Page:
An overview of changes to the distribution and numbers of New South Wales birds was considered in relation to the IBRA bioregions, using data from Birds Australia's first and second national bird atlases (Atlas 1, 1977 - 1981 and Atlas 2, 1998 - 2001). Reporting rates, adjusted for survey effort, were compared for 347 bird species. Of these, 184 species (53%) showed no change between the two atlases, 83 (24%) were recorded more frequently during Atlas 2, and 80 (23%) were recorded less frequently during Atlas 2. This represents a greater proportion of declining bird species in NSW compared with the whole of Australia - one previous study found that 15% of 422 species had declined nationally. Of 139 woodland species tested, 33 (24%) were recorded less frequently during Atlas 2, a similar proportion to the broader pattern for all NSW bird species (23%). Woodland birds represented 41% of the declining bird species in NSW, 43% of the increasing species and 38% of species showing no change between the two atlases. Based on IUCN criteria, the current study indicates that 56 bird species may qualify as threatened in NSW. A brief case study is presented for one such species, the Gang-gang Cockatoo, which has subsequently been listed as threatened.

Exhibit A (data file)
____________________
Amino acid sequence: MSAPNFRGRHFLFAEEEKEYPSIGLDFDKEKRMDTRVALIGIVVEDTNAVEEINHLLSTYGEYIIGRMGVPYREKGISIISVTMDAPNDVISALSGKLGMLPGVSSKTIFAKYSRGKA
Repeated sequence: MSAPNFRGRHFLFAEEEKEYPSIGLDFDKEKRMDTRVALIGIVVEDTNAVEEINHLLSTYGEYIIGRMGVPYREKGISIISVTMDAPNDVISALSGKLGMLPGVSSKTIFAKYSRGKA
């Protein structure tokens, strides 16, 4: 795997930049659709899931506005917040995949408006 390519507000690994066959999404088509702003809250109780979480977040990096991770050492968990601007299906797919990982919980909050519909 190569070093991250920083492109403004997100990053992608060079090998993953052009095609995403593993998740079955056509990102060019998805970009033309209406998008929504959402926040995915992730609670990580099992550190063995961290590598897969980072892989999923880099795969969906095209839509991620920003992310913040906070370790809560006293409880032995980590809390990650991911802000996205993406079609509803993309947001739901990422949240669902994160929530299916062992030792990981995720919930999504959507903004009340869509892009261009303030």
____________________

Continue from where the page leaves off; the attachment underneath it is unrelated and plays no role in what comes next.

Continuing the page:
Our study also identifies possible drivers of regional patterns by modelling changes in reporting rate for individual woodland bird species against a selection of bioregional features from the National Land and Water Resources Audit, Landscape Health in Australia database. Bioregions with greater rainfall had increased reporting rates and greater woodland bird diversity in Atlas 2 compared with Atlas 1. Reporting rates for individual woodland bird species responded both positively and negatively to the % native vegetation cover and the % area grazed by livestock within bioregions.